The Association of Bay Area Governments (ABAG) reported that more than 286,000 people moved to the Bay Area between 2011 and 2013. With Silicon Valley and San Francisco at the center of the economic boom, housing costs started increasing in both regions more rapidly than in Oakland. From 2010 to 2014, the average monthly rent in San Francisco shot up by 38 percent, and median rent for a one-bedroom in San Francisco skyrocketed to $3,105 (it’s now $3,500, according to Zumper). Evictions in San Francisco increased by 59.9 percent from 2010 to 2015, based on annual reports filed by the San Francisco Rent Board. As rents soared in San Francisco, more renters began looking in the East Bay for housing.
The crisis “is primarily caused by the San Francisco and Silicon Valley housing problem,” said Oakland Vice Mayor Rebecca Kaplan, noting that neither region has produced the housing required to keep up with its job growth. “Now, Oakland has an affordable housing crisis that we have to solve, even though we didn’t create it,” Kaplan said.
But Kalima Rose, senior director of the PolicyLink Center for Infrastructure Equity, a research institute, argues that the crisis in Oakland is not simply a result of San Francisco and Silicon Valley’s problems. “Oakland itself could do a lot more with local policies than it has,” she said, adding that city officials have not done enough to find funding sources for affordable housing development.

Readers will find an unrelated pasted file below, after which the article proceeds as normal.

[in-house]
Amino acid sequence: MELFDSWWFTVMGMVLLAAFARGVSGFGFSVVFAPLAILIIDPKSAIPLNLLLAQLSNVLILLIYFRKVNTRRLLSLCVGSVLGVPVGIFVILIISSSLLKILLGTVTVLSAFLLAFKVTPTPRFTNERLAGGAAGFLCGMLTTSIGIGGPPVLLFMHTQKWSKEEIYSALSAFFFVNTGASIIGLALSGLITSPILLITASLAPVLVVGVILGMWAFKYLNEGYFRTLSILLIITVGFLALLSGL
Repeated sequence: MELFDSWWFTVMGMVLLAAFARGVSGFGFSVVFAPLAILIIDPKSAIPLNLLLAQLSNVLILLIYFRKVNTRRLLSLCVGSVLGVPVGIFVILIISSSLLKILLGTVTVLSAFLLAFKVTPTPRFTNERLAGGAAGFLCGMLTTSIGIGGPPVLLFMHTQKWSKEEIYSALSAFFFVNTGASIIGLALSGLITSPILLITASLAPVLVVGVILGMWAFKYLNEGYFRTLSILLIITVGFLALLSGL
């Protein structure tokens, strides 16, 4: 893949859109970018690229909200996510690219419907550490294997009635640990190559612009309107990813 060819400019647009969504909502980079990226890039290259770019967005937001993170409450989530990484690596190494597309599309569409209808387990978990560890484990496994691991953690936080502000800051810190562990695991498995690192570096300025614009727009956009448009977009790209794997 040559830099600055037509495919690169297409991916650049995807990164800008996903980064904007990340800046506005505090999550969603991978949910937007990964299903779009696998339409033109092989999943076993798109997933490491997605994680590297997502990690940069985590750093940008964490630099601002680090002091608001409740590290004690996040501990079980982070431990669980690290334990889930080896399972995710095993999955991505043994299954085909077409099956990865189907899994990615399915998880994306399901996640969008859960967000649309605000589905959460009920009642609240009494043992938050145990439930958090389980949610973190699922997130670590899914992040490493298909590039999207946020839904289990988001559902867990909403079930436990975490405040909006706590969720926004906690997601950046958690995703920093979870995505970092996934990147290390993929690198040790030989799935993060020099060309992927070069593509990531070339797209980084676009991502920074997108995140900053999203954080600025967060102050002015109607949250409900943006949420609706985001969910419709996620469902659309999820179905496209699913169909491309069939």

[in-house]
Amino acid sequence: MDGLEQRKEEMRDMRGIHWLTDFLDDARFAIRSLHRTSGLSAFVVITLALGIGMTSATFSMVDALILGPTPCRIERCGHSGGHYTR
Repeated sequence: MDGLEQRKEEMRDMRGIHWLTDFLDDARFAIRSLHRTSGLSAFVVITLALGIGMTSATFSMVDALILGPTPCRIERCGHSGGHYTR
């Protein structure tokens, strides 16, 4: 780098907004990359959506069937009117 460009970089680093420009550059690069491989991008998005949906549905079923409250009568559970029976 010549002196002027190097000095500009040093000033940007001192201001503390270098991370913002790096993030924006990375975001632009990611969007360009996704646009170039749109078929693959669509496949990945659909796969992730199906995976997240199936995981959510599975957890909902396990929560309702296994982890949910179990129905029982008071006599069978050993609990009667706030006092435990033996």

In May, Oakland’s Department of Housing and Community Development partnered with PolicyLink and published a comprehensive report on the city’s housing crisis, officially called “A Roadmap Toward Equity: Housing Solutions for Oakland, California.” The report described Oakland’s housing problem as “a perfect storm,” noting that while the city’s median rent has skyrocketed, city government has failed to meet any of its goals for building new affordable housing.
A report by ABAG presented to the Oakland Planning Commission in 2014 stated that 14,629 new housing units—for all income levels—needed to be built between 2007 and 2014 to keep up with the city’s demand for housing. According to the roadmap report from PolicyLink, only 25 percent of that housing was built.
“The mismatch between job growth and housing production across the Bay Area is extreme,” said Rose, who emphasized the need for Oakland city officials to prioritize finding funding for housing near major transit centers, like BART stations.
And while the city has been slow to respond to the affordability crisis, Oakland’s perfect housing storm is continuing to displace more and more people, especially African Americans.
Paula Beal has lived in Oakland for 40 years and watched her seven children and 27 grandchildren all leave Oakland over the last several decades, many because of affordability concerns.
Beal rented a two-bedroom house on Linden Street in West Oakland for four years until her landlord died in 2011, and the house went into foreclosure. After the lender, Fannie Mae, repossessed the house, Beal moved out. She said she knew the lender would want to sell the house, which would mean an uphill legal battle for current tenants. According to property records, the property sold in January 2015 for $260,000. The property was then sold again in April for $490,000—an 88-percent markup.
After leaving West Oakland in 2011, Beal moved into a one-bedroom apartment in Eastlake. In November, she received a 60-day notice from her landlord that her rent would be raised by $230 a month—from $995 to $1,225. The notice cited the increase in cost of utilities, maintenance, taxes, and insurance as the causes of the 23 percent increase.